supercilious


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su·per·cil·i·ous

 (so͞o′pər-sĭl′ē-əs)
adj.
Feeling or showing haughty disdain. See Synonyms at arrogant.

[Latin superciliōsus, from supercilium, eyebrow, pride : super-, super- + cilium, lower eyelid; see kel- in Indo-European roots.]

su′per·cil′i·ous·ly adv.
su′per·cil′i·ous·ness n.
Word History: The English word supercilious ultimately derives from the Latin word supercilium, "eyebrow." Supercilium came to mean "the eyebrow as used in frowning and expressing sternness, gravity, or haughtiness." From there it developed the senses "stern looks, severity, haughty demeanor, pride." The derived Latin adjective superciliōsus meant "full of stern or disapproving looks, censorious, haughty, disdainful," as it has since it entered English as supercilious in the 1500s. The super- in the Latin word supercilium means "above," and cilium was the Latin word for "eyelid." In many of the Romance languages, this word developed into the word for "eyelash." This development is probably reflected in the scientific use in English of the word cilium, whose plural is cilia. Cilia are the minute hairlike appendages of cells or unicellular organisms that move in unison in order to bring about the movement of the cell or of the surrounding medium.

supercilious

(ˌsuːpəˈsɪlɪəs)
adj
displaying arrogant pride, scorn, or indifference
[C16: from Latin superciliōsus, from supercilium eyebrow; see superciliary]
ˌsuperˈciliously adv
ˌsuperˈciliousness n

su•per•cil•i•ous

(ˌsu pərˈsɪl i əs)

adj.
haughtily disdainful or contemptuous, as a person or a look.
[1520–30; < Latin superciliōsus. See superciliary, -ous]
su`per•cil′i•ous•ly, adv.
su`per•cil′i•ous•ness, n.
ThesaurusAntonymsRelated WordsSynonymsLegend:
Adj.1.supercilious - having or showing arrogant superiority to and disdain of those one views as unworthy; "some economists are disdainful of their colleagues in other social disciplines"; "haughty aristocrats"; "his lordly manners were offensive"; "walked with a prideful swagger"; "very sniffy about breaches of etiquette"; "his mother eyed my clothes with a supercilious air"; "a more swaggering mood than usual"- W.L.Shirer
proud - feeling self-respect or pleasure in something by which you measure your self-worth; or being a reason for pride; "proud parents"; "proud of his accomplishments"; "a proud moment"; "proud to serve his country"; "a proud name"; "proud princes"
2.supercilious - expressive of contempt; "curled his lip in a supercilious smile"; "spoke in a sneering jeering manner"; "makes many a sharp comparison but never a mean or snide one"
uncomplimentary - tending to (or intended to) detract or disparage

supercilious

adjective scornful, arrogant, contemptuous, disdainful, lordly, proud, lofty, stuck-up (informal), patronizing, condescending, imperious, overbearing, snooty (informal), haughty, high and mighty (informal), vainglorious, toffee-nosed (slang, chiefly Brit.), hoity-toity (informal), uppish (Brit. informal) His manner is supercilious and arrogant.
modest, humble, meek, unassuming, unpretentious, submissive, self-effacing, deferential, obsequious

supercilious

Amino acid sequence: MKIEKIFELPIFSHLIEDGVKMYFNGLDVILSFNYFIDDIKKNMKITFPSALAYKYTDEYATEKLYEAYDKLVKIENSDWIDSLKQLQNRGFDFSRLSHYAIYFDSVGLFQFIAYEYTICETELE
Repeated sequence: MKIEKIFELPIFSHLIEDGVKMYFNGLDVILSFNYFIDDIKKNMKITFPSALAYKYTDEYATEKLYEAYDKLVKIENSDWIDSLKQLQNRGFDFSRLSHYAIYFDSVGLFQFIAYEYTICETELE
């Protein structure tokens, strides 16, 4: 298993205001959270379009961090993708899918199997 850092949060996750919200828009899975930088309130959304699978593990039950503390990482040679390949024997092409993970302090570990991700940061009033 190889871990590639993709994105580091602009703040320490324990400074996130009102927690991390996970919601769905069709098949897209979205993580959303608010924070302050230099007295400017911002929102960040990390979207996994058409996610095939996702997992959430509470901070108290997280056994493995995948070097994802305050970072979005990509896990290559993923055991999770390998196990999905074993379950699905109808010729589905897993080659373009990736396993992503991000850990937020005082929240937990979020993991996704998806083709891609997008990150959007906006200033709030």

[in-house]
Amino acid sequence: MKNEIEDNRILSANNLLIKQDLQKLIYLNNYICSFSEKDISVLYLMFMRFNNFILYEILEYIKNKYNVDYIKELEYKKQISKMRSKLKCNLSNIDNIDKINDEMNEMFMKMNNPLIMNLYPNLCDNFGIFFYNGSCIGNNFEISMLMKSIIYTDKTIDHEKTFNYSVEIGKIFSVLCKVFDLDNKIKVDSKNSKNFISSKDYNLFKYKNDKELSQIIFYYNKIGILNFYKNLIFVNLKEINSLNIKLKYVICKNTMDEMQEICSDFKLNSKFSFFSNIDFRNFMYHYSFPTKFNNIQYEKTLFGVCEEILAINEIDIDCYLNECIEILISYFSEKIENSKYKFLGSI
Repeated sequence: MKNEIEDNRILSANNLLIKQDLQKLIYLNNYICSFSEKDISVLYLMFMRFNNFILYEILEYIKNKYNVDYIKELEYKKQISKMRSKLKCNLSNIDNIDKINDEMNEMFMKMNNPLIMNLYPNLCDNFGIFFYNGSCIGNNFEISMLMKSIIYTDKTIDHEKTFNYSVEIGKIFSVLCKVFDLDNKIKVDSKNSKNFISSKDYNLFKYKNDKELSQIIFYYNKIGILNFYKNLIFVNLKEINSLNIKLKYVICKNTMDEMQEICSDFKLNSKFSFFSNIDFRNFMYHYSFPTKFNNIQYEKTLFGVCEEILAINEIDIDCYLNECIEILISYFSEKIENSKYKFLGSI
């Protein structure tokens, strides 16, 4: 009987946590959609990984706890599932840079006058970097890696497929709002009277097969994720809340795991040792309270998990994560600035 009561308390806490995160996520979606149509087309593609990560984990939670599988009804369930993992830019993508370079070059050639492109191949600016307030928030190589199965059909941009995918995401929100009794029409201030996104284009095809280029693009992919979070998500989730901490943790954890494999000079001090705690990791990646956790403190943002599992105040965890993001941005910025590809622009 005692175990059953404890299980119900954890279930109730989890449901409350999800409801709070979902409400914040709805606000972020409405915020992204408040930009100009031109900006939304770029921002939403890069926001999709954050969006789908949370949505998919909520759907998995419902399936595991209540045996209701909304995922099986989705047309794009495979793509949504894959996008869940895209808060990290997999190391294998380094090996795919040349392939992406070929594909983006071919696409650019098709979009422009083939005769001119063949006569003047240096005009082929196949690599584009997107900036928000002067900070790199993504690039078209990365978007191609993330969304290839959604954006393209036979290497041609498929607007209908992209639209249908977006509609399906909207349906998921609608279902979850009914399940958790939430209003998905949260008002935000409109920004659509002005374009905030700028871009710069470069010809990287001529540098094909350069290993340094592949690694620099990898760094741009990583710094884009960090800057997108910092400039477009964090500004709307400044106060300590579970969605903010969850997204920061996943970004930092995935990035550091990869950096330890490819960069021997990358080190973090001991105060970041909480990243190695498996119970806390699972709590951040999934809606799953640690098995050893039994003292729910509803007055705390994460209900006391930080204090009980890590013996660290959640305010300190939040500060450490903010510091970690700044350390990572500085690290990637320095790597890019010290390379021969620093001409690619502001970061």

adjective
Overly convinced of one's own superiority and importance:
Translations
مُتَشامِخ، مُحْتَقِر
pohrdavý
overlegen
òóttafullur, hrokafullur
augstprātīgsnicīgs

supercilious

[ˌsuːpəˈsɪlɪəs] ADJdesdeñoso, altanero

supercilious

[ˌsuːpərˈsɪliəs] adjhautain(e), dédaigneux/euse

supercilious

adj, superciliously
advhochnäsig

supercilious

[ˌsuːpəˈsɪlɪəs] adj (frm) → altezzoso/a, sprezzante

supercilious

(suːpəˈsiliəs) adjective
contemptuous or disdainful. a supercilious look.
ˌsuperˈciliously adverb
ˌsuperˈciliousness noun
References in classic literature ?
She liked me better from that time on, and she never took a supercilious air with me again.
She was not a supercilious or an over-dainty woman.
Blanche Ingram, after having repelled, by supercilious taciturnity, some efforts of Mrs.
These reflections had tamed and brought down to a pitch of sounder judgment a temper, which, under other circumstances, might have waxed haughty, supercilious, and obstinate.
I am told, on excellent authority, that her father keeps an American dry-goods store," said Sir Thomas Burdon, looking supercilious.
The central box contained the lean but pompous Sheriff, his bejeweled wife, and their daughter, a supercilious young woman enough, who, it was openly hinted, was hoping to receive the golden arrow from the victor and thus be crowned queen of the day.
He has been seated on a throne surrounded with minions and mistresses, giving audience to the envoys of foreign potentates, in all the supercilious pomp of majesty.
Had the belle of the season, in the pride of her beauty and power, been cut in a place of public resort by some supercilious exquisite, she could not have felt greater indignation than I did at this unexpected slight.
But the attorney saw that the impression was in favor of his client, and waving his hand with a supercilious manner, as if unwilling to insult the understanding of the jury with any further defence, he replied:
There were the junior clerks of flash houses - young gentlemen with tight coats, bright boots, well-oiled hair, and supercilious lips.
Her face beamed with satisfaction when the guest eyed the appointments with a supercilious glance.
He had swung round his revolving chair so as to face me, and he sat all puffed out like an enormous bull-frog, his head laid back and his eyes half-covered by supercilious lids.